A.D. 341. The Council of Sardis, variously reckoned at from 29 to 300 bishops, while the Synodical letter, differing from both, exhibits 60 names. This important Council was holden

A.D. 347. The Council of Laodicea, consisting of 22 bishops, A.D. 372. The Council of Valentia,


A.D. 374. The Council of Cæsar Augusta,

A.D. 380. The Council of Hippo,


A.D. 393. With many others, portions of which will be cited at "large, as our work advances.

The General Council of Nice, A.D. 325, holds a superior rank among the early Councils, and the twelfth canon has been already cited. * To this I will now add

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the eleventh canon, which will clearly exhibit the character of public penitence at that day, specially in reference to the case of those who had “lapsed" by offering a heathen sacrifice during the period of persecution.

“Concerning those," saith this canon, “who have transgressed without necessity, or without the loss of their property, or without danger, or any thing of this kind, which was done un. der the tyranny of Licinius, it pleased the Council, although they may be thought unworthy of indulgence, to show, notwithstanding, some benevolence in their behalf. Whoever, therefore, shall manifest their penitence truly, let them remain for three years among the believing hearers, and prostrate themselves with all contrition for six years, and then for two years they may communicate in prayer with the people without an oblation."--(App., Note 133.)

It is observable, that the whole code of these penitential canons contemplates the publicity of the discipline to which the culprit was obliged to submit On the part of the Church, indeed, he was only put out of communion, according to St. Paul, who directed the same course with respect to the incestuous Corinthian. On his part, however, it was incumbent on him, if he was actually penitent, to seek for readmission, by deep contrition and reformation, to the favor of God; and to endeavor, by convincing his brethren of his sincerity, to obtain his restoration to the com. munion of the Church, and to the means of grace provided for the faithful. But, in the very nature of the case, this

process could not be secret; for he could not be placed in the condition of a penitent until he was first put out of the communion. The whole congregation, therefore, were necessarily apprised of the fact. And although his pride might revolt at the acknowledgment of his offense, and much more at the continued manifestation of his abasement, yet it was infinitely better that he should submit to it all for a

portion of his present life, than risk the condemnation of the Lord at His coming to judge the world.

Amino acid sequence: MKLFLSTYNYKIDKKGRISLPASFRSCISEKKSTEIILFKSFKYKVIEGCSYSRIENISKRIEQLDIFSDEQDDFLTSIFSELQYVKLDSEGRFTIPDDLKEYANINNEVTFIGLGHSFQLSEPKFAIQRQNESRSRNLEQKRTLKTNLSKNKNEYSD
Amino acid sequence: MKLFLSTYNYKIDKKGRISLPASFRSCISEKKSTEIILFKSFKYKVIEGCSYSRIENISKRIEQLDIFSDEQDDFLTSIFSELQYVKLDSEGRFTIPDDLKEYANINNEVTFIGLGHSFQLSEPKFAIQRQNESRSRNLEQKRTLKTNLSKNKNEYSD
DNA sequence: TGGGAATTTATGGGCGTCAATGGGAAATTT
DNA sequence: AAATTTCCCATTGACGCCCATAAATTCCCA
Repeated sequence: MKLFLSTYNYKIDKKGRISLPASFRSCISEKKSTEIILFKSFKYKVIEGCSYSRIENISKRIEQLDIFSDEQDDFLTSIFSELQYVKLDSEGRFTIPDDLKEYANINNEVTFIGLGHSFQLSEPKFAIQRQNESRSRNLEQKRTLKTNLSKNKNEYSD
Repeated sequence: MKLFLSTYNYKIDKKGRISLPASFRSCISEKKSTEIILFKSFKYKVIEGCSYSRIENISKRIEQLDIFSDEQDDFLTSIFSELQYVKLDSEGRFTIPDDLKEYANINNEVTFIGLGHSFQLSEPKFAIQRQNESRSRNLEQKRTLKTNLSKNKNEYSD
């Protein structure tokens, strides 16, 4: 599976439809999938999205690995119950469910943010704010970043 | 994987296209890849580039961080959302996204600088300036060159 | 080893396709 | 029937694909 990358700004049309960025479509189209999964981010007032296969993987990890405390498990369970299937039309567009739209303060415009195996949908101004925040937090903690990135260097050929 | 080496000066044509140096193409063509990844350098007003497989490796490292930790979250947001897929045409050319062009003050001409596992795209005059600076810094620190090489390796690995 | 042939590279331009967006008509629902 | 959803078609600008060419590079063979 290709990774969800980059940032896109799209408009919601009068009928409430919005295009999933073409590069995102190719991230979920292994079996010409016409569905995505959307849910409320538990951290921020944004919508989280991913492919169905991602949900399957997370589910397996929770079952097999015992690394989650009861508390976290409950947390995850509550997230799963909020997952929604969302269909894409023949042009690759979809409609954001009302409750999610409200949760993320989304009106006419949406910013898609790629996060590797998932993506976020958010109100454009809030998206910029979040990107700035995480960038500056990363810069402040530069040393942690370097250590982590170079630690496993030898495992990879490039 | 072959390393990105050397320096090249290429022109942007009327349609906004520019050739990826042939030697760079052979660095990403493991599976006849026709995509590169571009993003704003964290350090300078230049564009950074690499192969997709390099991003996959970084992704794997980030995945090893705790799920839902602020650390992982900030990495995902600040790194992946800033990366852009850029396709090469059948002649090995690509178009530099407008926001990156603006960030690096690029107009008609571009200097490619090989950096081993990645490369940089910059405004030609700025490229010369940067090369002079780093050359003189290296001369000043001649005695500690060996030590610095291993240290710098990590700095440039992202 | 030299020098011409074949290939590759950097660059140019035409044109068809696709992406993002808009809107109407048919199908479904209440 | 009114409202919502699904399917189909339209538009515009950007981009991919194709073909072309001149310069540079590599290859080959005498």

The Church of Rome can not deny this system of public penitence, and does not attempt it, for the proofs are too numerous and strong. But she would fain persuade her deluded followers that the system of her secret auricular confession and absolution existed along with it, and was used in all cases where the sin was secret : public penance being required for public crimes, and private penance, at the secret dictation of the priest, being exacted for all others. And the hypothesis is certainly ingenious, although it is not only at variance with the Word of God, but quite irreconcilable with the testimony of antiquity. This I have already proved from the fathers, and I shall now proceed to prove it from the Councils by necessary implication.

Thus the third Council of Carthage, held by fortysix bishops, A.D. 397, furnishes the following evidence against auricular confession, in its twenty-fifth canon.

“ That the clergy or the continent” (that is, those who were under the vows of celibacy, which had become customary from the commencement of the fourth century, and, in some quarters, at a still earlier period)—" that the clergy or the continent may not approach widows or virgins unless by the command or permission of the bishops and presbyters. And then they may not do it alone, but in company with their fellow-clergymen, or with such as the bishop or presbyter may have directed; nor may even the bishops or presbyters themselves have access alone to females of this sort, but either where the clergy shall be present or some serious Christians."—(App., Note 134.)

Now here we see a positive prohibition, even to bishops and presbyters, against being alone with a virgin or a widow. And the Council makes no exception for any case whatever. But the Church of Rome requires her priests to be alone with every widow and virgin, for the purpose of auricular confession, before